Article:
How Much Money Do You Need to Be Part of the 1% in the Philippines?


The term “one percent” is not always considered a compliment, especially in today’s society, where poverty and income equality are rampant. It’s a term used sometimes in derision and, at other times, admiration and envy.

Just who exactly falls into the one percent category? Surprisingly enough, the wealthy have their own way of defining wealth, and the one percent actually doesn’t include the ultra-high-net-worth individuals. That title belongs to the 0.1 percent.

But just how much does a Filipino have to have to be considered among the one percent in Philippine society? According to The Intelligence Lab at Knight Frank, in the Philippines, you’d need $60,000 or P2.9 million in the bank to be considered among the one percent.

That’s the same amount required in Indonesia and India to be considered in the upper echelon of the economic ladder. In retrospect, P3 million is not a big figure. It’s an achievable amount for the growing middle class, but it sheds light on the fact that 99 percent of Filipinos are unlikely to earn that figure in their lifetime as poverty, poor minimum wage, and income inequality are still problems we face.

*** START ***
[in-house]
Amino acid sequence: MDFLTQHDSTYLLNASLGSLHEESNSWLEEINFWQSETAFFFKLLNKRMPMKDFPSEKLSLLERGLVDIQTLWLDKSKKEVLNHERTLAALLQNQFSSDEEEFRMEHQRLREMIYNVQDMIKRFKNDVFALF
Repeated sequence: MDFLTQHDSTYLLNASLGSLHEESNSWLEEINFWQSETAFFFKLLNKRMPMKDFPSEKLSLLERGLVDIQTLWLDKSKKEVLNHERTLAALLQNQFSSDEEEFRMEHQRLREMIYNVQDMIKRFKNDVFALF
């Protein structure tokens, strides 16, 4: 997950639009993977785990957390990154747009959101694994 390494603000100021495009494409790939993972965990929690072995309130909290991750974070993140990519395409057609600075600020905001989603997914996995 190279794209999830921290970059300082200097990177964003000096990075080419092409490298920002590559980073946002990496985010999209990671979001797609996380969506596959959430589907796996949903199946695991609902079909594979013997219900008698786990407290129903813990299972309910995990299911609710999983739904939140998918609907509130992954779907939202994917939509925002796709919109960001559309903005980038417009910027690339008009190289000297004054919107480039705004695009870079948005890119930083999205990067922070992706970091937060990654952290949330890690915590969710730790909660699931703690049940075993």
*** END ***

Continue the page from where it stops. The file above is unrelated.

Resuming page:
As for the rest of the world, how much do you need to earn to be part of high-flying society in other countries? In China, home to most of Asia’s billionaires, you’d need $850,000 (P41.3 million), while in Singapore, you’d need $2.9 million (P141 million). But neither hold a candle to Monaco and Switzerland where one-percenters each have a net worth of more than $7.9 million (P348 million) and $5.1 million (P247.9 million), respectively. Monaco and Switzerland both beat the U.S., the country with the most billionaires in the world. This could be attributed to the wide range of wealth that makes up the one percent in the U.S., which is in contrast to Monaco, home to the world’s densest population of the super-rich.  


But that’s still nothing compared to the 0.1 percent.

Photo by Knight Frank .

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Anri Ichimura
Section Editor, Esquire Philippines
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